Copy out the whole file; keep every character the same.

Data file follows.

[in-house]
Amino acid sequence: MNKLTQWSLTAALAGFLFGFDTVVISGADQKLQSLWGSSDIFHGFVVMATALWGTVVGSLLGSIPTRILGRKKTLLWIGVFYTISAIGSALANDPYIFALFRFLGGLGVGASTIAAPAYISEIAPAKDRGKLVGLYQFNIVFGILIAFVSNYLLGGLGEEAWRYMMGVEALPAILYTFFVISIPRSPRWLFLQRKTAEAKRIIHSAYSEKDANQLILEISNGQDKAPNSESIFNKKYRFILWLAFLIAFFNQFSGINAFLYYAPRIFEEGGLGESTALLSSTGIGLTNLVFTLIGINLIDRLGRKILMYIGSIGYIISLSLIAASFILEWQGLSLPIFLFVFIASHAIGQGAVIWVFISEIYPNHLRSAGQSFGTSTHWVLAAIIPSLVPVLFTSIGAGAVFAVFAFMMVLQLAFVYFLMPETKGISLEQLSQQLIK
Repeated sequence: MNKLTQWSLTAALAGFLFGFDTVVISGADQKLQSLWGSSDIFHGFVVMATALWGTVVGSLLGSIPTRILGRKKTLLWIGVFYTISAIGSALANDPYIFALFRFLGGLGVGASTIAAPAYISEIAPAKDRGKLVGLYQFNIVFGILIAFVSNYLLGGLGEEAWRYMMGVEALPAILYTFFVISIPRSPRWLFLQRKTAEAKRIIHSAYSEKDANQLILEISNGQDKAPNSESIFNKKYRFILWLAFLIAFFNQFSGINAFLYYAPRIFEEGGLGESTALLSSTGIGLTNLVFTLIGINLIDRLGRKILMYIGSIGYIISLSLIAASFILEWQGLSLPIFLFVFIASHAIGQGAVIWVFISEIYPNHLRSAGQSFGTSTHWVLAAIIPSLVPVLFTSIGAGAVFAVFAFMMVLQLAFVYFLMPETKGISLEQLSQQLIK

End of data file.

[in-house]
Amino acid sequence: MNKLTQWSLTAALAGFLFGFDTVVISGADQKLQSLWGSSDIFHGFVVMATALWGTVVGSLLGSIPTRILGRKKTLLWIGVFYTISAIGSALANDPYIFALFRFLGGLGVGASTIAAPAYISEIAPAKDRGKLVGLYQFNIVFGILIAFVSNYLLGGLGEEAWRYMMGVEALPAILYTFFVISIPRSPRWLFLQRKTAEAKRIIHSAYSEKDANQLILEISNGQDKAPNSESIFNKKYRFILWLAFLIAFFNQFSGINAFLYYAPRIFEEGGLGESTALLSSTGIGLTNLVFTLIGINLIDRLGRKILMYIGSIGYIISLSLIAASFILEWQGLSLPIFLFVFIASHAIGQGAVIWVFISEIYPNHLRSAGQSFGTSTHWVLAAIIPSLVPVLFTSIGAGAVFAVFAFMMVLQLAFVYFLMPETKGISLEQLSQQLIK
Repeated sequence: MNKLTQWSLTAALAGFLFGFDTVVISGADQKLQSLWGSSDIFHGFVVMATALWGTVVGSLLGSIPTRILGRKKTLLWIGVFYTISAIGSALANDPYIFALFRFLGGLGVGASTIAAPAYISEIAPAKDRGKLVGLYQFNIVFGILIAFVSNYLLGGLGEEAWRYMMGVEALPAILYTFFVISIPRSPRWLFLQRKTAEAKRIIHSAYSEKDANQLILEISNGQDKAPNSESIFNKKYRFILWLAFLIAFFNQFSGINAFLYYAPRIFEEGGLGESTALLSSTGIGLTNLVFTLIGINLIDRLGRKILMYIGSIGYIISLSLIAASFILEWQGLSLPIFLFVFIASHAIGQGAVIWVFISEIYPNHLRSAGQSFGTSTHWVLAAIIPSLVPVLFTSIGAGAVFAVFAFMMVLQLAFVYFLMPETKGISLEQLSQQLIK